In today's Gospel, John 4: 43-54, Jesus returns to Galilee, frustrated that he was not received in his hometown, saying: "...[A] prophet has no honor in his native place." Experiencing the indifference and hostility of his hometown, Jesus goes to Galilee, where He is welcome. He actually returns to Cana of Galilee, where he performed his first miracle in changing water into wine. A royal official from Judea approaches him and begs Jesus to heal his son who, in Capernaum, is at the point of death. Initially, Jesus responds with a reproach: "Unless you people see signs and wonders you will not believe." The royal official simply says to Jesus: "Sir, come down before my child dies." Go, "your son will live." On his return home, the royal official learns that his son actually began to recover at the very moment that Jesus said: "[Y]our son will live."
There are several learnings here. First of all, we learn that Jesus is a human person like us. Jesus experienced all of the emotions you and I experience when we are rejected, ignored, and/or treated with indifference. Jesus could feel frustrated and, also, taken advantage of, as when he complained that people just wanted to "see signs and wonders." Second of all, we learn that Jesus reads hearts, as with the royal official. The royal official did not approach Jesus just to see a sign. He knew that Jesus healed people and would heal his dying son! Third of all, we learn that Jesus is a God of compassion and love. He cared for and about the royal official and his dying son! He cares about us and our families, too. Fourth of all, we learn the importance of approaching Jesus with our needs and doing so with faith!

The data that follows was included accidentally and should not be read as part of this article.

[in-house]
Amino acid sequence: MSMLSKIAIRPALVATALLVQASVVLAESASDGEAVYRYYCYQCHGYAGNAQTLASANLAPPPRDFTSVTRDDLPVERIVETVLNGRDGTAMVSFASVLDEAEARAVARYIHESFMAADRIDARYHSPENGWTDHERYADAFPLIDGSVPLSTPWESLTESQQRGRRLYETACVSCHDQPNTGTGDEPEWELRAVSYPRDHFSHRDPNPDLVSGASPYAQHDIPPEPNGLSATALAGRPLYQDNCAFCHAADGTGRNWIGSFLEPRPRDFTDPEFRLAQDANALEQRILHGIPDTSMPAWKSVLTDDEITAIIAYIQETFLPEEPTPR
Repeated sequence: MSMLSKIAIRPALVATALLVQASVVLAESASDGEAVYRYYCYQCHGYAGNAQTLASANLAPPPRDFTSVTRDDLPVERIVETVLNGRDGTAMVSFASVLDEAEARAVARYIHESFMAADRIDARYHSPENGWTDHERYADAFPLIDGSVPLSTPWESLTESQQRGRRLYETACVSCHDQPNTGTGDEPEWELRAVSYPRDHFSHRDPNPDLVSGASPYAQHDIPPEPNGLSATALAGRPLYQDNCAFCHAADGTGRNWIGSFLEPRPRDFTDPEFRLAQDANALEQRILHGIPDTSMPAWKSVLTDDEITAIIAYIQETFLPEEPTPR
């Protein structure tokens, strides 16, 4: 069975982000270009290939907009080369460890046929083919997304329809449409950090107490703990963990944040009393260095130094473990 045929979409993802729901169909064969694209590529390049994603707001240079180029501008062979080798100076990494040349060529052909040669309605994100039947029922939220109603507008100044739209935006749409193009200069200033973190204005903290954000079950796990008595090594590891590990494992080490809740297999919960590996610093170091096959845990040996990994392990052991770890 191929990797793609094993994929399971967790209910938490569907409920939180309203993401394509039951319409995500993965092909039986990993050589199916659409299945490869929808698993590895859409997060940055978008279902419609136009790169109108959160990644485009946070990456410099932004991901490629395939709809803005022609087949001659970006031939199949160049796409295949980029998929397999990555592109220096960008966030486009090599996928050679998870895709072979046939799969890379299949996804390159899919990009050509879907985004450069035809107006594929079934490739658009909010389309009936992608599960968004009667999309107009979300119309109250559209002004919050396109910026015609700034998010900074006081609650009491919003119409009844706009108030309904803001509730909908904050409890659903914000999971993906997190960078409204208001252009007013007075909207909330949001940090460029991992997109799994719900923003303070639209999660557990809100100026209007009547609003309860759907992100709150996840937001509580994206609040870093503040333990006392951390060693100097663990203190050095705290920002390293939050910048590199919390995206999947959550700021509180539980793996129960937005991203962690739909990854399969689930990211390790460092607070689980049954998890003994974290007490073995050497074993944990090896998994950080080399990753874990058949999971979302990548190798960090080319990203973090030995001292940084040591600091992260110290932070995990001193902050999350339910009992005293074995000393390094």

As we reflect upon this Gospel, I also suggest that we ask ourselves the following questions: If I were a resident of Jesus' native town, if Jesus entered my home, would I be indifferent to Him? Would I want him to leave or, much worse, want to "throw him over a cliff", as the people had attempted to do when he preached in the synagogue he attended as a child?
As we reflect upon the royal official' faith, however, I suggest we ask ourselves the following questions: How do I relate to God? Do I approach God with a humble faith? Or am I simply curious, wanting to see "signs and wonders"? Am I a person who has heard about Jesus and the work He has done and does, but simply remain distant from Him, not taking time to get to know Jesus and His works and His compassion for me and my needs and those I care about?
If you want to grow in your faith, I suggest spending time in prayer, personal and communal, liturgical and familial; picking up the Bible and reflecting on passages that resonate with you. Also helpful is reading books that nurture your hunger and thirst for God.